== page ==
La Liga’s midweek fixtures feature quite a bit of flexing from the top-three, as Barcelona, Real Madrid, and Atletico Madrid grab three points each.
Atleti Beat Basques
It took the champions less than two minutes to lodge the opening goal on Tuesday against Real Sociedad. (Well, the goal was technically lodged by Sociedad defender Mikel Gonzalez, but that counts, too.) It was less than eight minutes later that they’d seal the three points for good through an Antoine Griezmann strike (against his previous employers). The 2-0 scoreline was good enough for Atleti, as they kept their hold onto third place in La Liga.
This has been a weird campaign for Diego Simeone and Atleti. While their title defense hopes are all but dead — and have been for quite some time in all reality — there surely still exists a sense of wonder around the Vicente Calderon these days. They’re still considerably better than the teams below them. They still manage to batter their crosstown rivals on occasion, which used to be unheard of. And they still have plenty to look forward too.
Apart from the aging leadership of Gabi and Tiago, Atleti still have rather youthful side. Specifically, Griezmann and Koke are two players who could easily be considered amongst the best in the world in three or four years time. We’re also still waiting to see what youngins like Raul Jimenez, Saul Niguez, Jan Oblak, and Jose Gimenez can unearth from their seemingly deep lockers. And this is all without considering the currently loaned-out talents of Oliver Torres (at Porto), Toby Alderweireld (at Southampton), Javi Manquillo (Liverpool), and Joshua Guilavogui (at Wolfsburg). Hell, even the experienced likes of Diego Godin, Miranda, Raul Garcia, Juanfran, and Arda Turan still have many years of elite play ahead of them. And then, of course, there’s the young managerial whirlwind that is Simeone.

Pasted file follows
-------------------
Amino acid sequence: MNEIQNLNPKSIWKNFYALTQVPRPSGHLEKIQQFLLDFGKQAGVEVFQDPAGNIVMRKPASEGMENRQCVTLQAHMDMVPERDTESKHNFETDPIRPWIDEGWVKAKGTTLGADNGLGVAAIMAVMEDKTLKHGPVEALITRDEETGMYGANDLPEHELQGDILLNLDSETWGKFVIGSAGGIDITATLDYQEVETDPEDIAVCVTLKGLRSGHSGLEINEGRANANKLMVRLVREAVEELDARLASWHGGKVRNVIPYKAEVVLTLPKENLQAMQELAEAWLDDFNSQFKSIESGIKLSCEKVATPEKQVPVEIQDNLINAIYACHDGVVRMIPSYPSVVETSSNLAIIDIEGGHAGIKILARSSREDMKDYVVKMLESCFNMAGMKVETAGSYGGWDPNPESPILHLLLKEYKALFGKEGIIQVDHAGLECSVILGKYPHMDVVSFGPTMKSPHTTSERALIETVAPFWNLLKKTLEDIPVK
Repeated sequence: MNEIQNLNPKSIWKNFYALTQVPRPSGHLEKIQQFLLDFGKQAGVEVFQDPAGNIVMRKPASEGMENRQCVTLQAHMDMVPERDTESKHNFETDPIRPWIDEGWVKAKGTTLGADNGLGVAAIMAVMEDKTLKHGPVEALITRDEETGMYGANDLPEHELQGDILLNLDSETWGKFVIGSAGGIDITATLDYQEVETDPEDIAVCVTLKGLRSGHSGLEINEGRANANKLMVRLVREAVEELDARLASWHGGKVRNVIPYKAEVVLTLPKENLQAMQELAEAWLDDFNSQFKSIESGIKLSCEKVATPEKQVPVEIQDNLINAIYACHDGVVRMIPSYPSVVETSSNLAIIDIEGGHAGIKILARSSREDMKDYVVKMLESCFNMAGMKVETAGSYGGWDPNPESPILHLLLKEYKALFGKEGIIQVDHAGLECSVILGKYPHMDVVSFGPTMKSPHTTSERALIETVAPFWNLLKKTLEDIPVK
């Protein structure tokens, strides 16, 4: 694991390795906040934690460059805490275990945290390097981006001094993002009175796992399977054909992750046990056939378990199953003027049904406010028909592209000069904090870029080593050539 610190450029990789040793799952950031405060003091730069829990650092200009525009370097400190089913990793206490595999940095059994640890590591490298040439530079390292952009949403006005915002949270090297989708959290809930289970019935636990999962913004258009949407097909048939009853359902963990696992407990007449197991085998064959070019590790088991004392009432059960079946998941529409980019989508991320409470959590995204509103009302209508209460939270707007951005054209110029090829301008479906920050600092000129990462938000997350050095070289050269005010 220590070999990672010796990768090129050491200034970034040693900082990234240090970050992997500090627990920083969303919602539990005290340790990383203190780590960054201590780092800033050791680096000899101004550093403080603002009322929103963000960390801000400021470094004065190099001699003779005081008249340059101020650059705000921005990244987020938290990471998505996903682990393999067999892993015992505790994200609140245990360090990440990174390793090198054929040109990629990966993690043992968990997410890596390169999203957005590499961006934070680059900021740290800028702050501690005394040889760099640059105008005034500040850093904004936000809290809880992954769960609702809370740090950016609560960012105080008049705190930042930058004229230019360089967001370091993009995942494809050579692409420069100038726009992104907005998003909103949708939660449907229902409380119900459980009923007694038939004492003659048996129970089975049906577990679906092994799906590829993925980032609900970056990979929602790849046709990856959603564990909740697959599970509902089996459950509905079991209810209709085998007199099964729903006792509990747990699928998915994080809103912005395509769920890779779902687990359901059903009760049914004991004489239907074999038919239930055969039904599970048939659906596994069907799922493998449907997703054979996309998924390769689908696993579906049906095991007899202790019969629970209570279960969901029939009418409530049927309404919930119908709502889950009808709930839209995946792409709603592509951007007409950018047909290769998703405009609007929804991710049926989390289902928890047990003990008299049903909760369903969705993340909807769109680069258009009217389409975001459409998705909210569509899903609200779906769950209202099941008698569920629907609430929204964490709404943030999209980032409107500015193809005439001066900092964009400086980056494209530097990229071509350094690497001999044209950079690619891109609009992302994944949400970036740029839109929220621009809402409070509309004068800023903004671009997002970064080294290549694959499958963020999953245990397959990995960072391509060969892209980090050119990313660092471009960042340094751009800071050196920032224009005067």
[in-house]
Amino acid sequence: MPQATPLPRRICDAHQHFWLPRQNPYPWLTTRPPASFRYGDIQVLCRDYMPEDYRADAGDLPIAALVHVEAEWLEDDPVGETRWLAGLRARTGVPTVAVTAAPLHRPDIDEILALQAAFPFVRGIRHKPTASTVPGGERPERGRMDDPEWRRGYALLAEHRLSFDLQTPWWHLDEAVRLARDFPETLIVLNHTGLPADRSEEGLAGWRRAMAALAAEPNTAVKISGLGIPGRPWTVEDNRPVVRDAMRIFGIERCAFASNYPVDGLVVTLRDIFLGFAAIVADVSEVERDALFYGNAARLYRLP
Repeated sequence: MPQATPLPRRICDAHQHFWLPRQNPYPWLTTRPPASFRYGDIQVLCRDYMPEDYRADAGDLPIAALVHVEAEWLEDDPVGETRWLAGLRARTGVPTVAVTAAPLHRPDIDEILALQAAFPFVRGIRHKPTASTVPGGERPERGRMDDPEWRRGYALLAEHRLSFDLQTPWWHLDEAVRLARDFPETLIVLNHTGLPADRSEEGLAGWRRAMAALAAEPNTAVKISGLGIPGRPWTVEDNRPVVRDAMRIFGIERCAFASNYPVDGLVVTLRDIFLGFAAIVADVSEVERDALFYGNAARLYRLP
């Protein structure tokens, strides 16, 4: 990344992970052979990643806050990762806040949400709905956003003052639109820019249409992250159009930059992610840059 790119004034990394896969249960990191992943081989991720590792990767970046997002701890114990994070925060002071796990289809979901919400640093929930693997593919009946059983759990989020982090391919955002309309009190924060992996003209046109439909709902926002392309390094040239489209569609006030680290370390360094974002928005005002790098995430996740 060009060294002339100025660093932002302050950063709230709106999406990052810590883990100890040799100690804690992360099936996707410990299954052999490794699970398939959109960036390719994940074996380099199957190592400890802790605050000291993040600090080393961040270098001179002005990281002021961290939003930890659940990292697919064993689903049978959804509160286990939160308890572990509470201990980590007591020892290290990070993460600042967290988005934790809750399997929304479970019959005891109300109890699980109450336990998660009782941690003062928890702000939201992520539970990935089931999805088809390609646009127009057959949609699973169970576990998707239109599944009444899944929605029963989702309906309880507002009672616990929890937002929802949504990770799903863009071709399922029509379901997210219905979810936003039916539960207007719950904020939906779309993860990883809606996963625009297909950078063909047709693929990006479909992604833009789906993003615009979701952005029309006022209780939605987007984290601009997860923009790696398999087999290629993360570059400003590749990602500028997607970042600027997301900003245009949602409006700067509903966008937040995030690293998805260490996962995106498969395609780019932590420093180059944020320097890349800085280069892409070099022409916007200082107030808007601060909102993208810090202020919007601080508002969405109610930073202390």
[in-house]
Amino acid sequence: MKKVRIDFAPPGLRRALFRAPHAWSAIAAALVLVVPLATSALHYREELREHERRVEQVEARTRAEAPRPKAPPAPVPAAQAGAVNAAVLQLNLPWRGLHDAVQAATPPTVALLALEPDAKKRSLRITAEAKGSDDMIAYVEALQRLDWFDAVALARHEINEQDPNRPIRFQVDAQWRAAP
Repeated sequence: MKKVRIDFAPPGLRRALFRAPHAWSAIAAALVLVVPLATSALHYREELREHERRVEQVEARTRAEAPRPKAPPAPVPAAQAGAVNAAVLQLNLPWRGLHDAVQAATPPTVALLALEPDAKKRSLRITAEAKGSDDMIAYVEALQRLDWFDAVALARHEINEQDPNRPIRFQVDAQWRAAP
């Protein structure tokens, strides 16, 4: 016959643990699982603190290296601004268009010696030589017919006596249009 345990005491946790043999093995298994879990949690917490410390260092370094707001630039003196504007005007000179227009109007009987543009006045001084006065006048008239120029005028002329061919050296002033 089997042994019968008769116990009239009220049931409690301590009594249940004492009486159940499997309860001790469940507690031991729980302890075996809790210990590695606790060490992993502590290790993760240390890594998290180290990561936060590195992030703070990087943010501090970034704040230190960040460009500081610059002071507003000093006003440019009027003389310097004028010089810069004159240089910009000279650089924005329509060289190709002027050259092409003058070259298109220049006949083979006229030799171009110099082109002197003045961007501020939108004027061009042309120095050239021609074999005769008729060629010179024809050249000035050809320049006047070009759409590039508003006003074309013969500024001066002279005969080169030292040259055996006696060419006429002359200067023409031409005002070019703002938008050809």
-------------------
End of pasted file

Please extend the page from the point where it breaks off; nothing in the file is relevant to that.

If you really take an in-depth gaze into what’s happening at Atleti — and not just what “happened” last season — it should be clear that their golden age is just beginning. Their triumph in 13/14 may have felt like an outlier, but it could’ve just been the first of many.
A Barca Re-up
Barcelona steamrolled Almeria on Wednesday at Camp Nou by a score of 4-0. A brace from Luis Suarez, and goals from Lionel Messi and Marc Bartra, kept Barca’s lead atop La Liga firmly intact, while the visitors maintained their spot in the relegation zone.
Recovering from a stale performance can be difficult. It’s even more trying when you’re attempting to recover while missing key members of your squad. Coming into the match with Almeria, off the back of a suffering 1-0 win over Celta, Barca were without Sergio Busquets (suspension), Andres Iniesta, Gerard Pique, and Neymar, the latter three sitting for resting purposes.